CHICAGO – The issue of gender identity, especially for those who are born with a vagueness as to what to call themselves between/beyond boy and girl, has come front and center in the U.S., both with the legalization of gay marriage and the callous repudiation of identity by trying to pass laws dismissing it (the North Carolina “bathroom” laws). The performance companies of The Living Canvas and Nothing Without a Company is currently staging “[Trans]formation,” which presents gender identity art by six performers, who perform most of the play in the nude.
CHICAGO – The Tyler Perry “filmmaking machine” cranks out lowbrow comedies or high drama potboilers without any regard for originality. While this may jibe with Perry’s creative vision, the films themselves are a waste of time. Tina Gordon Chism directs the latest Perry production, “Peeples.”
CHICAGO – Craig Robinson is in the swirl of two media events in the next two weeks. His latest film “Peeples” – in which he plays the romantic comedy lead – opens on Friday. The famous TV series he has been featured in, “The Office,” has its final episode after nine seasons on Thursday, May 16th.
CHICAGO – Who but Quentin Tarantino could make a nearly-three-hour movie about slavery and turn it into the highest-grossing film of his career? The movie made over $160 million domestically and over $400 million worldwide on its way to two major Oscars — Best Original Screenplay and Best Supporting Actor. With all of its massive success, one might expect a lavish Blu-ray release. What we get is a bit more cut-rate. It’s got a good transfer but it’s slight on special features and it’s very likely that a special edition is inevitable. Then again, I’ve been waiting for the “Kill Bill” recut, full-movie edition that QT promised years ago.
CHICAGO – Quentin Tarantino’s “Django Unchained” has some undeniable pleasures, the kind that erupt from the screenwriting abilities of one of the best movie scribes alive.
CHICAGO – ABC/Disney has released three of their Spring 2012 mid-season shows on DVD in time for, well, to say goodbye to two of them and catch up on the third. The releases for “GCB” and “Missing” could have been labeled “Complete Series” as ABC pulled the plug on both shows but Shonda Rhimes’ “Scandal” is being given another chance to find a larger audience in the Fall. All three sets are well-loaded with special features.
CHICAGO – Shonda Rhimes has made waves on network TV with her unique, stylized approach to characters on hit shows “Grey’s Anatomy” and “Private Practice.” She occassionally has a gift for pulpy TV and her latest, “Scandal” sometimes hits that nerve that wants an escapist soap opera after a long day at work. More often, it feels over-done, like someone trying to stir controversy with outlandish, unbelievable behavior.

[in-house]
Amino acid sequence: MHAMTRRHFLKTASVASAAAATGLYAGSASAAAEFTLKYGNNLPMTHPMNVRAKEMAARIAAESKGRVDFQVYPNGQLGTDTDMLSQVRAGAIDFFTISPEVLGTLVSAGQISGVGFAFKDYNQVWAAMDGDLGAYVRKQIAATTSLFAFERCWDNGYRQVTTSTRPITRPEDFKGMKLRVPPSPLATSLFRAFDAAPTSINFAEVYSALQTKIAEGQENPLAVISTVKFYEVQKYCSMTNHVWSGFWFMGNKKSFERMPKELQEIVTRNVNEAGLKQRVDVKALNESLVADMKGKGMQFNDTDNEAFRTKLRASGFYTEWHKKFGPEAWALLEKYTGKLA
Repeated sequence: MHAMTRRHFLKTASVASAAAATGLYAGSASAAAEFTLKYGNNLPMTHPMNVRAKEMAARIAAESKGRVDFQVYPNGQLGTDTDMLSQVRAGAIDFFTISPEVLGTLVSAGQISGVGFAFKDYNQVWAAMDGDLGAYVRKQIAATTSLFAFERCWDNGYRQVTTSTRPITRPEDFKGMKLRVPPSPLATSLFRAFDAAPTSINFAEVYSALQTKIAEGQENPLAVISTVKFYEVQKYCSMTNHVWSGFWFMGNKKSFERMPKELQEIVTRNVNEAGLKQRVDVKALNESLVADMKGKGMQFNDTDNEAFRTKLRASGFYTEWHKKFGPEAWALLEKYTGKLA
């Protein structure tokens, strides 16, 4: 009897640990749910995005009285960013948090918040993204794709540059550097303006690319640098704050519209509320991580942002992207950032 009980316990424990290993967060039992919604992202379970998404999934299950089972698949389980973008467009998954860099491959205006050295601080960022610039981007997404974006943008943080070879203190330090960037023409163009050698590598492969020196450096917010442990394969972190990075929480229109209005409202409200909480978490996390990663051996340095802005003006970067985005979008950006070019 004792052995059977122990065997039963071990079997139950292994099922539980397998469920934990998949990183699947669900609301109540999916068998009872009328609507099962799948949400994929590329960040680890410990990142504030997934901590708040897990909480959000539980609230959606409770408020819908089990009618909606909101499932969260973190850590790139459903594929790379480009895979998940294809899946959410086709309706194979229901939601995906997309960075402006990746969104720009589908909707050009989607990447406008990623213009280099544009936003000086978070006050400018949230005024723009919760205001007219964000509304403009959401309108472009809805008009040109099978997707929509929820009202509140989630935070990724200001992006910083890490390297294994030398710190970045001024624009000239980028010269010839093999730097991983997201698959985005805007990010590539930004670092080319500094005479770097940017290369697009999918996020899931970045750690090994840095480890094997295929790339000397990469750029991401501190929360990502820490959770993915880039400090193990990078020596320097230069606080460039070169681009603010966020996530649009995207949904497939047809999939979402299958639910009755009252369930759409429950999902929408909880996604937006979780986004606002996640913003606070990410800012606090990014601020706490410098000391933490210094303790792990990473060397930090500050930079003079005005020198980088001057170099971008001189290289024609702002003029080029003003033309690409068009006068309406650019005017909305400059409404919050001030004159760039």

CHICAGO – The movie business is a funny thing in that EVERYONE involved with “A Thousand Words” has moved on and yet there are studio executives who still want you to care enough to open your wallet.
CHICAGO – Tyler Perry must have a bit of internal conflict. On one hand, he gets critically slammed for films that display little creative effort at all like “Madea Goes to Jail” or “Why Did I Get Married Too?” but those movies make money. Then he tries to do something clearly considered artistic with his adaptation of Ntozake Shange’s choreopoem “For Colored Girls Who Have Considered Suicide When the Rainbow is Enuf,” now truncated to simply “For Colored Girls” and recently available on Blu-ray and DVD, and it makes less than most of the films he’s directed.
CHICAGO – Nominated right alongside buzzed-about features such as “Get Low” and “Tiny Furniture” in the Best First Feature category at this year’s Indie Spirit Awards is “Night Catches Us,” the impressive yet entirely overlooked filmmaking debut of writer/producer/director Tanya Hamilton. The film breaks no new ground artistically, but its historical backdrop has rarely been explored in cinema.
CHICAGO – No director treasures silence more than Rodrigo García. He doesn’t want anything to get in the way of the audience’s connection with his characters and the extraordinary actors who play them. With the invaluable assistance of cinematographer Xavier Pérez Grobet and composer Ed Shearmur, García has made some of the most brilliant and probing character studies in recent memory.